He focused much of his firepower in the campaign’s final days on warning voters against backing Milei, painting him as a dangerous upstart. He argued that Milei’s plans could have devastating effects on social welfare programs, education and health care. The health, education and social development ministries are among those Milei wants to extinguish.
Right-wing support was split between Milei and two other candidates, whereas Massa had already consolidated nearly all support from the left, Atlas Intel’s Roman said.
Massa sent a signal Sunday night that he would seek to appeal to members of other parties for the runoff.
“I’m going to call for a government of national unity — a government of national unity built on the foundation of summoning the best individuals, regardless of their political affiliation,” he said.
He also could find common interest with other longserving public servants, many of whom have bristled at Milei’s candidacy and the threats it posed.
Milei, who turned 53 on election day, has characterized Massa and others as part of the entrenched and corrupt establishment that brought South America’s second-largest economy to its knees.
“Today is historic because two-thirds of Argentines voted for change,” Milei said in a speech Sunday night at his campaign headquarters. “They voted for an alternative to this government of criminals who want to mortgage our future to stay in power.”
He also has cast himself as a crusader against what he calls the sinister forces of socialism at home and abroad. He opposes sex education, feminist policies and abortion, which is legal in Argentina. He rejects the notion that humans have had a role in causing climate change.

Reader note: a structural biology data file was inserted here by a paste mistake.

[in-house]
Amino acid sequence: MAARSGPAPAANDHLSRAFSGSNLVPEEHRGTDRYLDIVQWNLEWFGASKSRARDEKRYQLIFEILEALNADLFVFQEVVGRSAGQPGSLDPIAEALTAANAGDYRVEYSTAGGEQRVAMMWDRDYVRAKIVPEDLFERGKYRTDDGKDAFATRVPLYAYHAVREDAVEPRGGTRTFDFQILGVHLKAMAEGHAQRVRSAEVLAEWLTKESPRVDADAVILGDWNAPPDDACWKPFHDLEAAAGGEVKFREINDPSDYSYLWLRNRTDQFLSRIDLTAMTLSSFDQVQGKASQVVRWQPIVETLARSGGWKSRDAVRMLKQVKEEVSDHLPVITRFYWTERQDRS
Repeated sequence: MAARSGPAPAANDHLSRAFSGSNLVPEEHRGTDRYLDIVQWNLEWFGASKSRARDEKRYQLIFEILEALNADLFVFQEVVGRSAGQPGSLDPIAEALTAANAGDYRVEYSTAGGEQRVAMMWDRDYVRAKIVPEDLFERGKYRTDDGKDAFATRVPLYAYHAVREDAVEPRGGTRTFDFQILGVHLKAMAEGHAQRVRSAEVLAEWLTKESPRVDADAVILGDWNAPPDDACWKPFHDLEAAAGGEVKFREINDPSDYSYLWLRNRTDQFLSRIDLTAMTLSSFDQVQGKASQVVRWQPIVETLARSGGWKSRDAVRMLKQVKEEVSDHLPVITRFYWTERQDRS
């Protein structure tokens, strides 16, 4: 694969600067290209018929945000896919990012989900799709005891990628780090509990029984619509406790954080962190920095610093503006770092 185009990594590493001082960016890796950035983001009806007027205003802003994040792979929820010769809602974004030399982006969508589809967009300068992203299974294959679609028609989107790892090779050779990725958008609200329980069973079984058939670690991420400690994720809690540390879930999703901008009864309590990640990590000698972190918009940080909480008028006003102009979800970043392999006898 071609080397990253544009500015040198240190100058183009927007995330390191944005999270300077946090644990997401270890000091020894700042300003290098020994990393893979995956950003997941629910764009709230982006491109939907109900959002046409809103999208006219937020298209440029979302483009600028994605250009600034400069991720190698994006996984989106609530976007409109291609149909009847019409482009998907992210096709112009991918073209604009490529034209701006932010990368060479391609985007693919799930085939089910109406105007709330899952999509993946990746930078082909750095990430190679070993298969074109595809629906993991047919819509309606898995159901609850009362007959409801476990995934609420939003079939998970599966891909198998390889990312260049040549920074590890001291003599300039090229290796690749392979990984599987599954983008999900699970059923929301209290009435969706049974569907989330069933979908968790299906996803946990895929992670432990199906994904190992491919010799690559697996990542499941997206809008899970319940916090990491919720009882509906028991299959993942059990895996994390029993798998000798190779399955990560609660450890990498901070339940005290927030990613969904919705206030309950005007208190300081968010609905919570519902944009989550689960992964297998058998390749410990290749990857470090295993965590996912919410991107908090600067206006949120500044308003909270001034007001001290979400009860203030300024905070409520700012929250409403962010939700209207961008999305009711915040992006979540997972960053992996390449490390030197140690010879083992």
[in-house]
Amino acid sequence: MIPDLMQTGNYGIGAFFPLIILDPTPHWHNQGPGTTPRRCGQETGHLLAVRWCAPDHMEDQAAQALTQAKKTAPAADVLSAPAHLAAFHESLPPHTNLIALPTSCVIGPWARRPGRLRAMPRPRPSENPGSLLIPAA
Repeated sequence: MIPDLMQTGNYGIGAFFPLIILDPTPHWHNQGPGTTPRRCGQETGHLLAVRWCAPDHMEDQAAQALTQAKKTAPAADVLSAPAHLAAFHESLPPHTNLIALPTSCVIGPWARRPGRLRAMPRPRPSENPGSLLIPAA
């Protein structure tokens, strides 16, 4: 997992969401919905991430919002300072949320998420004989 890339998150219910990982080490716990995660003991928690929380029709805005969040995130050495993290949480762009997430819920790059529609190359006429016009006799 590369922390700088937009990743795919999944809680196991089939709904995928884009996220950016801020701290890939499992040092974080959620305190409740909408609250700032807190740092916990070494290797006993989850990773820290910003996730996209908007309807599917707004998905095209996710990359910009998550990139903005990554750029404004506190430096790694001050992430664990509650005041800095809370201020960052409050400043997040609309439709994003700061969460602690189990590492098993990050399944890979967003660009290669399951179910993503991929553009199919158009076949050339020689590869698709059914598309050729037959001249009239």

That may have turned off some voters, said Benjamin Gedan director of the Latin America Program at the Washington-based Wilson Center.
Running as an anti-establishment candidate, Milei was the undisputed star of the campaign. So many people surrounded his vehicle as he approached his polling station that he needed a phalanx of bodyguards. Groups of supporters threw flower petals on his car.
“There was this sense of inevitability around Javier Milei in the media, but he scared too many voters and ended up with the exact same level of support he had two months ago,” said Brian Winter, a longtime Argentina expert and vice president of the New York-based Council of the Americas. “And now I think we have a really uncertain race. It’s going to be really tight.”
In his speech Sunday night, Milei appeared to try to appeal to those who may have trembled at his bombastic speeches, and regain his edge.
“We didn’t come here to take away rights; we came to take away privileges,” he said.
Whatever the results, Milei has already inserted himself and his libertarian party into a political structure dominated by a center-left and a center-right coalition for almost two decades. He was celebratory at his campaign headquarters, saying the preliminary results indicated his party gained 40 seats in the lower house of Congress and eight in the Senate.
Still, supporters outside expressed disappointment.
“I won’t lie; I feel a certain bitterness,” said Gaston Yapur, a 35-year-old coffee importer. “But, well, it’s a runoff; we mustn’t give up. He who fights isn’t defeated, and we must keep fighting the battle.”
Associated Press writers Patricia Luna and Almudena Calatrava contributed to this report.